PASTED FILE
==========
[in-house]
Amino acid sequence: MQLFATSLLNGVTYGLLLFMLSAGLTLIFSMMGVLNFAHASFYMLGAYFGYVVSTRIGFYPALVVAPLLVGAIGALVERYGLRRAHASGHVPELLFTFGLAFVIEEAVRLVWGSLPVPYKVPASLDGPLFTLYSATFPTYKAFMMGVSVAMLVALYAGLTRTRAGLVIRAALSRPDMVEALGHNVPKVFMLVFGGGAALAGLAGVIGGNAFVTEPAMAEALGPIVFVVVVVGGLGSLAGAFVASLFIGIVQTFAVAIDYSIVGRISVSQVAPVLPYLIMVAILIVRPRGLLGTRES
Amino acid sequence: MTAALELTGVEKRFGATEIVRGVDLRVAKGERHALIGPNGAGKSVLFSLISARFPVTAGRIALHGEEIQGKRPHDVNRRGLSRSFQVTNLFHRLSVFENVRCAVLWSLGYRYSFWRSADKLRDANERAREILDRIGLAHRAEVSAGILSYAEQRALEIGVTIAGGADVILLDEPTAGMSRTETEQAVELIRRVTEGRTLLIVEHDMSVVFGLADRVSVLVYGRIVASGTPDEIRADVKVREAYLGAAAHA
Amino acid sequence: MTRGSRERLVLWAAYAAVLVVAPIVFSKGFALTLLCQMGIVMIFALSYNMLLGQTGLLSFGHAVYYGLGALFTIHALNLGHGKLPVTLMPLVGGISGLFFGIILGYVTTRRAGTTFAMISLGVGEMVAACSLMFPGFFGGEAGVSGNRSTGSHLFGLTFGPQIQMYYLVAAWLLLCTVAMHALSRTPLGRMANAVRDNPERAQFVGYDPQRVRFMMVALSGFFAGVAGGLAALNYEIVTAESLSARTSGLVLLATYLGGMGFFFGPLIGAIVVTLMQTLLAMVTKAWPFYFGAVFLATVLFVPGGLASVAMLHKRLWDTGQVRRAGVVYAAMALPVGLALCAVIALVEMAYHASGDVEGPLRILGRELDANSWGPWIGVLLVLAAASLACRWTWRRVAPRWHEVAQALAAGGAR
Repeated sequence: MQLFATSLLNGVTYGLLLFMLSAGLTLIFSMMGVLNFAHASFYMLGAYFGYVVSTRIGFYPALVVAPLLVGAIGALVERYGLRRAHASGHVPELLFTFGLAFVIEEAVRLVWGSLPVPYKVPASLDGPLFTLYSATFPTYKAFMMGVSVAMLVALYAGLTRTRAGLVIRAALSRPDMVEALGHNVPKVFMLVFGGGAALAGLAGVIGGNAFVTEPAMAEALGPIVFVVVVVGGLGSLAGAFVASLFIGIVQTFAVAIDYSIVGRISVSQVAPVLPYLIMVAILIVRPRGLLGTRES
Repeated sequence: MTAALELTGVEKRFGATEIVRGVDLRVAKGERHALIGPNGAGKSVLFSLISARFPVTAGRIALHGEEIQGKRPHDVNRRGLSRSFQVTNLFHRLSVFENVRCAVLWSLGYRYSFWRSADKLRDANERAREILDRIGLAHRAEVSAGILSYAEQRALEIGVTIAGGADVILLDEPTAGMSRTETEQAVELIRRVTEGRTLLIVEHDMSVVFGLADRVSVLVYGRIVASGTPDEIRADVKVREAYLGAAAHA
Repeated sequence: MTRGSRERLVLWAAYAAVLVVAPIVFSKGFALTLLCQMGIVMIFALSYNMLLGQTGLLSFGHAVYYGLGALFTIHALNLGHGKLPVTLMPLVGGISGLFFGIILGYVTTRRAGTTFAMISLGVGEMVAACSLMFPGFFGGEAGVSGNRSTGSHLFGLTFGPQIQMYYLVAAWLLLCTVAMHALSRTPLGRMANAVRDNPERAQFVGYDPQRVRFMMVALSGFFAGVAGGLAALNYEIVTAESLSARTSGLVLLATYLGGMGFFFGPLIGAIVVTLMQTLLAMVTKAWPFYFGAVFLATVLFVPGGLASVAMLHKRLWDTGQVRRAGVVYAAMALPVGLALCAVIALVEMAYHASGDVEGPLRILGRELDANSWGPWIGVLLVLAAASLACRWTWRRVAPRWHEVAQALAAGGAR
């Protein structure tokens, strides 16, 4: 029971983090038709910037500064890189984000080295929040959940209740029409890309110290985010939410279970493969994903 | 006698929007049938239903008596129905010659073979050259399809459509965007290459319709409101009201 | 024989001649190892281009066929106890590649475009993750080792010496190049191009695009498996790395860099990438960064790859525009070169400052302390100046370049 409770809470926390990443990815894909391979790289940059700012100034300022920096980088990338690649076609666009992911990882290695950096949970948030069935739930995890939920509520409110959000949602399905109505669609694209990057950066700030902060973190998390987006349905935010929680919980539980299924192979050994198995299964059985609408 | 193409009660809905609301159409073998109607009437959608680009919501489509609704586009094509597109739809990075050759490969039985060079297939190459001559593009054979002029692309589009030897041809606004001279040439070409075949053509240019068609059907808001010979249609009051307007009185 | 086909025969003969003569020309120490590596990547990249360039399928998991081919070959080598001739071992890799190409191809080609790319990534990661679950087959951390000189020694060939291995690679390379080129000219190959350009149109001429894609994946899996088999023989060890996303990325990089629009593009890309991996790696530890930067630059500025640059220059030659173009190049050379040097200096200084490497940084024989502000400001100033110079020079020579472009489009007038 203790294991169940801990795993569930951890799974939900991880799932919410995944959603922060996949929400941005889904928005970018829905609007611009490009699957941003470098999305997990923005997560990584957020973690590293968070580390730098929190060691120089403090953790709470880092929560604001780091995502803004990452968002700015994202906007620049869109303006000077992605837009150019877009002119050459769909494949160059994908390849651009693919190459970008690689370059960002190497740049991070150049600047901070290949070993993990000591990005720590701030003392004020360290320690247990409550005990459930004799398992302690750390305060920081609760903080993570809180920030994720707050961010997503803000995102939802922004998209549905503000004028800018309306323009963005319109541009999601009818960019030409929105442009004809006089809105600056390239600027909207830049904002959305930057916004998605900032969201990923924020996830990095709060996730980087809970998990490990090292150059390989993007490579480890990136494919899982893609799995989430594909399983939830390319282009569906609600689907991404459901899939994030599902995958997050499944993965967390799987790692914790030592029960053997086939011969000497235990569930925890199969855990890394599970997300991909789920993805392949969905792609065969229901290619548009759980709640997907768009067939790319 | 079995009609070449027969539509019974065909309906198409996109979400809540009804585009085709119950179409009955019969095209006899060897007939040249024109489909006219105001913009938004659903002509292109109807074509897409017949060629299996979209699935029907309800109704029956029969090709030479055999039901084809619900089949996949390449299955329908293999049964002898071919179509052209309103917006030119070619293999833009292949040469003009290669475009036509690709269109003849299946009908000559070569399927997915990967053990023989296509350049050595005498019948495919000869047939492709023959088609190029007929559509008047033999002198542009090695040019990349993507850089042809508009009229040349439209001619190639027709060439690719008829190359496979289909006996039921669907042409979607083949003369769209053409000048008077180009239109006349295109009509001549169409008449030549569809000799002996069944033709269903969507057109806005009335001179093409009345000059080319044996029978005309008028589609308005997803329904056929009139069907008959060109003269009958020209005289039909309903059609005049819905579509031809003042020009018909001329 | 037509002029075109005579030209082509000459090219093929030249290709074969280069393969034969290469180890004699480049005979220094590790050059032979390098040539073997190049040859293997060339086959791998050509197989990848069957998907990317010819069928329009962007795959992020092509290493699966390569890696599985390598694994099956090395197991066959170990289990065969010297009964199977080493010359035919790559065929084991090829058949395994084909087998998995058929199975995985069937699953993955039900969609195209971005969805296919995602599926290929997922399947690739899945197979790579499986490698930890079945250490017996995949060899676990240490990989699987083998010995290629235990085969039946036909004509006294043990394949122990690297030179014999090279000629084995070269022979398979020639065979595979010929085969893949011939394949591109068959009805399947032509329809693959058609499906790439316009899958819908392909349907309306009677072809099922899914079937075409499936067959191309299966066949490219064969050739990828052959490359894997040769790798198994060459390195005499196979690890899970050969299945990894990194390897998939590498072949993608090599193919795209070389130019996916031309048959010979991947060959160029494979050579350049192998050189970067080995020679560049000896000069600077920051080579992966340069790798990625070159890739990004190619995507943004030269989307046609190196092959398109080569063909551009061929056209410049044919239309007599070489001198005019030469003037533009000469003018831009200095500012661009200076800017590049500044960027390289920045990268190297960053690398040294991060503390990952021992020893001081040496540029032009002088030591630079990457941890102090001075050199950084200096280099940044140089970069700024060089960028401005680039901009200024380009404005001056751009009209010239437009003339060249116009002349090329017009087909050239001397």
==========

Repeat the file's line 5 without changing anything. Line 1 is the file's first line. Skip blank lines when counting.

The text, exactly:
Repeated sequence: MQLFATSLLNGVTYGLLLFMLSAGLTLIFSMMGVLNFAHASFYMLGAYFGYVVSTRIGFYPALVVAPLLVGAIGALVERYGLRRAHASGHVPELLFTFGLAFVIEEAVRLVWGSLPVPYKVPASLDGPLFTLYSATFPTYKAFMMGVSVAMLVALYAGLTRTRAGLVIRAALSRPDMVEALGHNVPKVFMLVFGGGAALAGLAGVIGGNAFVTEPAMAEALGPIVFVVVVVGGLGSLAGAFVASLFIGIVQTFAVAIDYSIVGRISVSQVAPVLPYLIMVAILIVRPRGLLGTRES